Platelet Studies to Unravel Defective Pathways in Neurodevelopmental Disorders

Poster Presentation
Friday, May 11, 2018: 5:30 PM-7:00 PM
Hall Grote Zaal (de Doelen ICC Rotterdam)
M. Padmakumar1, E. Turro2, C. Thys1, C. Van Geet1, J. Jaeken1 and K. Freson1, (1)KU Leuven, Leuven, Belgium, (2)University of Cambridge, Cambridge, United Kingdom
Background: Next generation sequencing has opened new horizons for hitherto unexplained rare diseases. But with the discovery of novel candidate genes, it is becoming increasingly difficult to pin-point the cellular pathways modified by these genes, especially for neurodevelopmental disorders that are very heterogenous and typically lack patient-derived cell models. Platelets are easily accessible cells and share molecular players that regulate granules, receptors, calcium-dependent activation and cell junctions with neurons. The serotonin pathway, frequently studied in Autism Spectrum Disorder (ASD) also plays an important role in platelet-based hemostasis, as serotonin is stored in the platelet dense granules and is released upon activation. We have used platelets to study ASD and other developmental disorders to gain insights in underlying pathophysiological mechanisms (Bijl et al, Molecular Autism, 2015 and Goubau et al, Dev Med Child Neurol, 2014).

Objectives: We here present ‘platelets as model cell to study neuropathology’ with the description of a patient with a severe neurodevelopmental disorder caused by recessive variants in SLC18A2 that codes for the vesicular monoamine transporter 2 (VMAT2) protein. VMAT2 is expected to transport dopamine, serotonin and other monoamines from the cell cytosol into synaptic granules. Its exact biological role in granules is still largely unexplored.

Methods: Our patient was included in the National Institute for Health Research (NIHR) BioResource - Rare Disease study using whole genome sequencing (WGS) for diagnosis of unexplained inherited disorders. Platelet granules were evaluated using functional assays and electron microscopy (EM) and a sensitive ELISA was conducted to measure serotonin levels in platelet extracts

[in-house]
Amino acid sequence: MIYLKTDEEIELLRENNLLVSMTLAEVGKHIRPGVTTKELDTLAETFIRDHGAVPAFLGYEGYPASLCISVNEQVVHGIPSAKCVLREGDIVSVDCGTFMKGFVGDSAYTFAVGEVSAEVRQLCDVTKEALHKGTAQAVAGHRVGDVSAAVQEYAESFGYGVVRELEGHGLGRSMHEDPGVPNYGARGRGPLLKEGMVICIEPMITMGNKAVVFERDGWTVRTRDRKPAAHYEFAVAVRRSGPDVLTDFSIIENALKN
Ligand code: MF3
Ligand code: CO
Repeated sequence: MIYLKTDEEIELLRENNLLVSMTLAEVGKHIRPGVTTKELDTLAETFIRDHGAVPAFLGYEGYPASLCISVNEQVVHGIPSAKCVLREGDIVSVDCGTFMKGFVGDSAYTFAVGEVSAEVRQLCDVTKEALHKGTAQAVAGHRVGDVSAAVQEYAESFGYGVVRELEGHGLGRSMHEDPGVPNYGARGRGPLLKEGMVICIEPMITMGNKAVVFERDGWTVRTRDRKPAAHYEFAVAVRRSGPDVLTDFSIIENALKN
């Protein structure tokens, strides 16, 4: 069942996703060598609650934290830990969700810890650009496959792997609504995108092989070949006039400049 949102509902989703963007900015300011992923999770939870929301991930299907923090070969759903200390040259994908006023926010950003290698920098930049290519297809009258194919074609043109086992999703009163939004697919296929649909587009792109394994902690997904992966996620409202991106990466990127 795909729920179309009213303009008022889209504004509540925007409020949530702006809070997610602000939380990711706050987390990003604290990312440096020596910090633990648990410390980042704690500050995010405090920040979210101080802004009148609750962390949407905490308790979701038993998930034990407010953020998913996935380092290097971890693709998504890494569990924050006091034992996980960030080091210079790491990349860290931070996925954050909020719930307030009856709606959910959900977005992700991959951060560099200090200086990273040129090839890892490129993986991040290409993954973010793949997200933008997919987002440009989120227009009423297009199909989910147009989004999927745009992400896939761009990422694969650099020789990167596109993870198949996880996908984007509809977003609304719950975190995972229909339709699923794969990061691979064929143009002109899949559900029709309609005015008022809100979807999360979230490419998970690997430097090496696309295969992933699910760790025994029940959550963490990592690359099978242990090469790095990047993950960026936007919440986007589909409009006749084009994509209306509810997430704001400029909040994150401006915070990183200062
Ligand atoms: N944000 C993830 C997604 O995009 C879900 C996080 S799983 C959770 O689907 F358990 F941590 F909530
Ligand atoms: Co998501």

Results: Our patient from consanguineous parents presented with severe psychomotor developmental delay, hypotonia, mental retardation, uncontrolled movements, gastrointestinal problems, and died at the age of 5.5 years due to pulmonary complications. Metabolic testing, brain MRI, ECG and cerebrospinal fluid analysis were normal. Though the patient had no hemostatic dysfunction, platelet functional tests were performed. This showed reduced aggregation responses to epinephrine and ADP and a mildly abnormal ATP secretion after ADP stimulation indicative of a dense granule secretion defect. Platelet EM analysis further revealed reduced numbers of dense granules with abnormal content and the presence of immature membrane complexes. WGS identified a novel homozygous variant c.946C>G in SLC18A2 that results in p.P316A in VMAT2. Both parents were heterozygous carriers. VMAT2 is highly expressed in platelets compared to other blood cell types but its role in dense granules was not studied. ELISA measurements of serotonin levels in platelet extracts showed almost undetectable levels for the patient while the parents have comparable levels to platelets from unrelated healthy controls. This, together with the EM observation indicates a defect in VMAT2 function in the patient, abolishing the serotonin transport into platelet dense granules

Conclusions: This is the first report of defective platelet dense granule morphology, function and content in a patient with a mutation in VMAT2. It shows that defective monoamine transport in neurons can be studied using mirrored defective serotonin transport in platelets and stresses the possibility of using platelet studies to gain insight into the pathophysiology of neurological disorders